I agree that this is not a huge problem, but there are more than just a number of cases. These can have different reasons:
1) The CO does not know where exactly the border is, e.g. GC4KTAG (the CO kindly corrected the attribution from Croatia to Bosnia and Hercegovina after I asked him to); GCGJJ8 (an event long ago but funny because even the title refers to Belgium although the co-ordinates are in the Netherlands)
2) The CO wants to keep all caches of a cross-border series in a single country, e.g. GC6KNJ7 and others of the series, originally attributed to Belgium, but kindly changed by the CO after I had asked him to.
3) Political reasons, if the CO wants to make a political statement, e.g. GC63JJG, and, perhaps, those archived UK caches situated in Northern Ireland, e.g. GC17QPG.
4) Deliberate wrong attribution due to other reasons, e.g. the recent discussion here: https://project-gc.com/qa/?qa=20124/planning-mystery-coordinates-considered-virtual-physical
Sometimes, the reason is not clear, e.g. GC1EXW8 (attributed to Belgium, co-ordinates in the Netherland); GC11BNQ (header co-ordinates clearly in the Netherlands although attributed to Belgium).
Sometimes the cache in reality is on the border but the co-ordinates point to the other country, e.g. GC3Q3FQ (attributed to Serbia, in reality intended to be on the border, co-ordinates in Bulgaria). GC4MKJT might be such a case, I don’t know what the situation is there, but the co-ordinates seem to be in Zambia, the cache is attributed to Zimbabwe.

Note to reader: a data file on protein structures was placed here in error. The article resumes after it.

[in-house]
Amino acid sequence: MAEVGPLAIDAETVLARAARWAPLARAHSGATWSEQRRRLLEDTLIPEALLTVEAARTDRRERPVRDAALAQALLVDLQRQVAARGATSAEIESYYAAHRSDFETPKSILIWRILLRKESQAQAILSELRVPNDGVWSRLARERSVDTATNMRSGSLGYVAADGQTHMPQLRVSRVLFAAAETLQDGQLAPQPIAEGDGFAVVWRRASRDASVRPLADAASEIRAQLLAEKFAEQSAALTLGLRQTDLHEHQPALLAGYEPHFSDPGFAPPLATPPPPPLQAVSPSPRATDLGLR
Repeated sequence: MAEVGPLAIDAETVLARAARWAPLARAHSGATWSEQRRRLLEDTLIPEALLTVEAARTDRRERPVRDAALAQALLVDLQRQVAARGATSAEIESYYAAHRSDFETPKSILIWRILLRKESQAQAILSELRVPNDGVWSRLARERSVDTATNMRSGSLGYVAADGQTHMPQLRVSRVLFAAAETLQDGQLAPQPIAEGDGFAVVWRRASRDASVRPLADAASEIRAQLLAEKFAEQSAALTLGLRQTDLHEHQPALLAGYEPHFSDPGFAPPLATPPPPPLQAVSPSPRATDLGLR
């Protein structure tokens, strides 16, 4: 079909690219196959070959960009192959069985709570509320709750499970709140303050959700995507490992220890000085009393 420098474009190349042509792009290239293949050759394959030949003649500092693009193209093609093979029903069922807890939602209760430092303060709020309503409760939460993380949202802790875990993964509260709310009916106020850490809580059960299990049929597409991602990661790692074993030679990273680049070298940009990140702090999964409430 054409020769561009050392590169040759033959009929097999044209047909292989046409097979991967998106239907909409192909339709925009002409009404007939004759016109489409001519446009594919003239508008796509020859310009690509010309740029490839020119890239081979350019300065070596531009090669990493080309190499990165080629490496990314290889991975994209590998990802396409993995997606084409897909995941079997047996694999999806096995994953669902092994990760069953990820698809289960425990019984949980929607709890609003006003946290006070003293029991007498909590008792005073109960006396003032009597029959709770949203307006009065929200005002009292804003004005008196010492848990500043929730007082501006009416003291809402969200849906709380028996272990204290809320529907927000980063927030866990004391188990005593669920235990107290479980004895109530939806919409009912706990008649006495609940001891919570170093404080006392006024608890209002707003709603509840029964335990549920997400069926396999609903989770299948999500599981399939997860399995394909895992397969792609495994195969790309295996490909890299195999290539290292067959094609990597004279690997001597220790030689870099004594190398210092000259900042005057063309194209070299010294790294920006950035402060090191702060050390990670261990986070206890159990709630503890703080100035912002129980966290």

In other cases it might simply be a fundamental error when it comes to the co-ordinates, e.g. GC6V6QT, GC6M0WN, GC7DYF9, GC5Y43Q, GC6FF1G, GC6MQCK, GC537NE, GC4A1N7, GC59FNJ.
Or a strange mistake with the country, e.g. GC4E4E1, GC1KAVM.
Or temporary insanity, e.g. GC83152.
Or even some weird kind of humour like in GC6DFRX, GC6CVC9 and the rest of that April fool’s day series, which, harmless as it may seem, leads to maps – when running a search for caches in that country – showing the entire world. If PGC overrode the wrong country attribution we would not need to scroll and enlarge the map every time till we see the country we really want to see.
Summing up: normally CO’s with wrong attributions do understand the issue and correct it if asked to. Therefore, as long as I don’t come across a CO who would not be willing to correct a wrong country attribution (thereby distorting my geographical statistics), the biggest practical problem in my view is the maps issue.